May 28, 2014
Daily 20-Minute Walks Could Help Seniors Stave Off Major Disability
April Flowers for redOrbit.com - Your Universe Online
Moderate exercise is the key to good health in nearly every situation. That is especially true for older adults, according to countless commercials and public health sources.
A new study, called the Lifestyle Interventions and Independence for Elders (LIFE) Study, found that just a 20-minute walk a day could help seniors hold off major disability and enhance the quality of their life.
LIFE is a collaboration between Yale University, the University of Florida, Southern Connecticut State University, Northwestern University, Pennington Biomedical Research Center, Stanford University, Tufts University, the University of Pittsburg, and Wake Forest University. A total of eight field centers participated in the study, the results of which were published in a recent issue of the Journal of the American Medical Association (JAMA) and presented at the American College of Sports Medicine Conference.
Mobility is the ability to walk without assistance. For older adults, mobility becomes the key to independent living and quality of life. Many older adults suffer from a decrease in mobility, which is a risk factor for illness, hospitalization, disability and death. The LIFE study found that moderate physical activity, such as that 20-minute daily walk, helped seniors maintain their ability to walk at a rate of 18 percent higher than those who did not exercise.
"The very purpose of the study is to provide definitive evidence that physical activity can truly improve the independence of older adults," said principal investigator Marco Pahor, PhD, director of the UF's Institute on Aging.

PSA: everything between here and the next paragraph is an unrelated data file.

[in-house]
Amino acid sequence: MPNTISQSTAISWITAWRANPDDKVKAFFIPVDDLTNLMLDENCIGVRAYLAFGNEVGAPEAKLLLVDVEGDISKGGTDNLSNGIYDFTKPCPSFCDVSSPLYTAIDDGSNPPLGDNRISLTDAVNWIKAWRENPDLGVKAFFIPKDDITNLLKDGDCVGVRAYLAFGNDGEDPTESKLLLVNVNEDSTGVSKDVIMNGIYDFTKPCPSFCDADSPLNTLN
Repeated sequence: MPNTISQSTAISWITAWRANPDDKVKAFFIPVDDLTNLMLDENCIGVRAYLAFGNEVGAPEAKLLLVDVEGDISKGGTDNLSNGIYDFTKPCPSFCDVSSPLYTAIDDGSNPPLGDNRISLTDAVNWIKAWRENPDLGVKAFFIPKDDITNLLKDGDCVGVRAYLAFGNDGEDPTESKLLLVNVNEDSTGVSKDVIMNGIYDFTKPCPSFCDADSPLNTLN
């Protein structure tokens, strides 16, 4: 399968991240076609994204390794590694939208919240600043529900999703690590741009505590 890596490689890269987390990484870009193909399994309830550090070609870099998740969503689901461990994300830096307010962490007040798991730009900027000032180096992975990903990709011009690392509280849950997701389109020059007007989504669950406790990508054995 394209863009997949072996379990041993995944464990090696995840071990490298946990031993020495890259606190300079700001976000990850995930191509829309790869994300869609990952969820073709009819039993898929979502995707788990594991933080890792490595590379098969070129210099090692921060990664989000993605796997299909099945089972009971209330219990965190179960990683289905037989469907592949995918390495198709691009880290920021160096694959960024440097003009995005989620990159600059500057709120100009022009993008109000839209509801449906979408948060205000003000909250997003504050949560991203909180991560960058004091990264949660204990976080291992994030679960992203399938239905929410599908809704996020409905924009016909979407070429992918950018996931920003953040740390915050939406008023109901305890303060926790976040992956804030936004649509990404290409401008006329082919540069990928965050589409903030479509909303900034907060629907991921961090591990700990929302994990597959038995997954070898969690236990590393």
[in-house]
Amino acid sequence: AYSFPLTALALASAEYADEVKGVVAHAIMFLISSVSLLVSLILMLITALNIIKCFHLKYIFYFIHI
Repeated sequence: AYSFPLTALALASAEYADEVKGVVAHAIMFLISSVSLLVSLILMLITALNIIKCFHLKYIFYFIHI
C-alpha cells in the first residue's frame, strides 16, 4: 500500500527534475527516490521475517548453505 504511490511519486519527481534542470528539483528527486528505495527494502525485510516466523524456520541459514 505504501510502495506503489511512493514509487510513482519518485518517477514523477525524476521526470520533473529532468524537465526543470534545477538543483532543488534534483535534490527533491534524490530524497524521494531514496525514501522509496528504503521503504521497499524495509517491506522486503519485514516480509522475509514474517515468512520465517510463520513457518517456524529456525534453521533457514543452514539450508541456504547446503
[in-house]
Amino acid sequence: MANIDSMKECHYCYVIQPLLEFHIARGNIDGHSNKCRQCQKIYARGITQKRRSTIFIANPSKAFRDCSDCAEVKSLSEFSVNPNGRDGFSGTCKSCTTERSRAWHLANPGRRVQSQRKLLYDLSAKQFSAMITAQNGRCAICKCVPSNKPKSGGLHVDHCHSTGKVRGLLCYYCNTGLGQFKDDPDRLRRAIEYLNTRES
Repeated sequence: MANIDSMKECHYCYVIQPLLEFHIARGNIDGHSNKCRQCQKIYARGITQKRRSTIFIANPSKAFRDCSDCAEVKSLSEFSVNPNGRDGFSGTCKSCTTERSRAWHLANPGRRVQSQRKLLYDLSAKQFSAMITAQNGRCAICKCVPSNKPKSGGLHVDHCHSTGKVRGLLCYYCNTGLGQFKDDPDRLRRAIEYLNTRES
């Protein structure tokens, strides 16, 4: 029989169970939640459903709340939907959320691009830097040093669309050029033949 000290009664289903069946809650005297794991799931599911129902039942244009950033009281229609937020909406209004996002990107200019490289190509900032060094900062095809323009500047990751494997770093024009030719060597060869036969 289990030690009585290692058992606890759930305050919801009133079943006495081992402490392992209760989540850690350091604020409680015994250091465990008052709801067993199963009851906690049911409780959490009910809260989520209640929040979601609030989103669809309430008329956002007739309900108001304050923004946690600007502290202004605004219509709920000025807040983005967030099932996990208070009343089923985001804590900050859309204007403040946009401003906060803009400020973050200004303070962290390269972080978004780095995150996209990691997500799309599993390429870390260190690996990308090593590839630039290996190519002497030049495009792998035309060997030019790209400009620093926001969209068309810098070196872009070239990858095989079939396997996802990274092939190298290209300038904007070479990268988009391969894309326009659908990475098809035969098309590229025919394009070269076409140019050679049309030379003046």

Moderate exercise also helped to prevent long-term mobility loss, as well. The study found a 28 percent reduction in people permanently losing the ability to walk easily.
"The fact that we had an even bigger impact on persistent disability is very good," said Co-principal investigator Jack Guralnik, PhD, a professor of epidemiology and public health at the University of Maryland School of Medicine, who also holds a faculty position at UF. "It implies that a greater percentage of the adults who had physical activity intervention recovered when they did develop mobility disability."
For the purposes of the study, the researchers defined mobility as the ability to walk 1,300 feet, or approximately one-quarter of a mile. The research team said that although a quarter mile sounds arbitrary, for older adults it is significant.
"Four hundred meters is once around the track, or from the parking lot to the store, or two or three blocks around your neighborhood," Guralnik said. "It's an important distance in maintaining an independent life."
The research team recruited 1,635 men and women ages 70 to 89. The participants were mostly sedentary, with the ability to walk 1,300 feet in 15 minutes, but were in danger of losing that ability. Pahor said that patients with low physical performance are not often the subject of large studies because it can be a predictor of early death, and higher hospitalization and institutionalization rates. This is the largest randomized controlled trial ever conducted on physical activity and health education in older adults.